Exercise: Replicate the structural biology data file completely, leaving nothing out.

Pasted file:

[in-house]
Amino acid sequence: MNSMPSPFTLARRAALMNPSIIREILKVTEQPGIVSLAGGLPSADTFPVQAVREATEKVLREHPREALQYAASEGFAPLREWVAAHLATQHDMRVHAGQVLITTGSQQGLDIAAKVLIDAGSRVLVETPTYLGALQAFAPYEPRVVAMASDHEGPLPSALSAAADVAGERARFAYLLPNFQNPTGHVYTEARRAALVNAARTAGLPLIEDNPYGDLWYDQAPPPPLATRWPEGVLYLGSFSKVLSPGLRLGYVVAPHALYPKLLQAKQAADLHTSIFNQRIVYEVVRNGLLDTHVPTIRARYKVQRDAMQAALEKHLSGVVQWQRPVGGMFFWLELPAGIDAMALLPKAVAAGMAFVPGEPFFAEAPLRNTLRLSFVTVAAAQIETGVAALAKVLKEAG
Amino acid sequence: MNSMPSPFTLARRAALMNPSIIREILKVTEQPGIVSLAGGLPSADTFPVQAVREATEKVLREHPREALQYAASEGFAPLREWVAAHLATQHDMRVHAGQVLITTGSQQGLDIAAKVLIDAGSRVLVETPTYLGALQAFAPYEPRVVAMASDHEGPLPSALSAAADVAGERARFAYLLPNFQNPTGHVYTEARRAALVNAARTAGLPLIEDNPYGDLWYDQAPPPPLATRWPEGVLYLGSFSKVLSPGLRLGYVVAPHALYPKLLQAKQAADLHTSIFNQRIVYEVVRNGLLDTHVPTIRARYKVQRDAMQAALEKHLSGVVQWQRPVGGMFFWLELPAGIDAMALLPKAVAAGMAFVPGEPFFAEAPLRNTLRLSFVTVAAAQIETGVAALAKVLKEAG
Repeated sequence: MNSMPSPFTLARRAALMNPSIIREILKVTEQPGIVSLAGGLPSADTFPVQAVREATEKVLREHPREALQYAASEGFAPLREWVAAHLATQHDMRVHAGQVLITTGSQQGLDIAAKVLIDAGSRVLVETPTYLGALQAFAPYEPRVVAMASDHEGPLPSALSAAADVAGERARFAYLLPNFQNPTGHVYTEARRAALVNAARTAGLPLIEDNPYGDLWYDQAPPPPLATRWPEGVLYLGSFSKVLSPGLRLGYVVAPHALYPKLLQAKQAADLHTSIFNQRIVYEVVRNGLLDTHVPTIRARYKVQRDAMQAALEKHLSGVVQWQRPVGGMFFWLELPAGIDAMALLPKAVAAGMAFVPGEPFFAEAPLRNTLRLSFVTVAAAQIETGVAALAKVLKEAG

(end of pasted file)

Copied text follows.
[in-house]
Amino acid sequence: MNSMPSPFTLARRAALMNPSIIREILKVTEQPGIVSLAGGLPSADTFPVQAVREATEKVLREHPREALQYAASEGFAPLREWVAAHLATQHDMRVHAGQVLITTGSQQGLDIAAKVLIDAGSRVLVETPTYLGALQAFAPYEPRVVAMASDHEGPLPSALSAAADVAGERARFAYLLPNFQNPTGHVYTEARRAALVNAARTAGLPLIEDNPYGDLWYDQAPPPPLATRWPEGVLYLGSFSKVLSPGLRLGYVVAPHALYPKLLQAKQAADLHTSIFNQRIVYEVVRNGLLDTHVPTIRARYKVQRDAMQAALEKHLSGVVQWQRPVGGMFFWLELPAGIDAMALLPKAVAAGMAFVPGEPFFAEAPLRNTLRLSFVTVAAAQIETGVAALAKVLKEAG
Amino acid sequence: MNSMPSPFTLARRAALMNPSIIREILKVTEQPGIVSLAGGLPSADTFPVQAVREATEKVLREHPREALQYAASEGFAPLREWVAAHLATQHDMRVHAGQVLITTGSQQGLDIAAKVLIDAGSRVLVETPTYLGALQAFAPYEPRVVAMASDHEGPLPSALSAAADVAGERARFAYLLPNFQNPTGHVYTEARRAALVNAARTAGLPLIEDNPYGDLWYDQAPPPPLATRWPEGVLYLGSFSKVLSPGLRLGYVVAPHALYPKLLQAKQAADLHTSIFNQRIVYEVVRNGLLDTHVPTIRARYKVQRDAMQAALEKHLSGVVQWQRPVGGMFFWLELPAGIDAMALLPKAVAAGMAFVPGEPFFAEAPLRNTLRLSFVTVAAAQIETGVAALAKVLKEAG
Repeated sequence: MNSMPSPFTLARRAALMNPSIIREILKVTEQPGIVSLAGGLPSADTFPVQAVREATEKVLREHPREALQYAASEGFAPLREWVAAHLATQHDMRVHAGQVLITTGSQQGLDIAAKVLIDAGSRVLVETPTYLGALQAFAPYEPRVVAMASDHEGPLPSALSAAADVAGERARFAYLLPNFQNPTGHVYTEARRAALVNAARTAGLPLIEDNPYGDLWYDQAPPPPLATRWPEGVLYLGSFSKVLSPGLRLGYVVAPHALYPKLLQAKQAADLHTSIFNQRIVYEVVRNGLLDTHVPTIRARYKVQRDAMQAALEKHLSGVVQWQRPVGGMFFWLELPAGIDAMALLPKAVAAGMAFVPGEPFFAEAPLRNTLRLSFVTVAAAQIETGVAALAKVLKEAG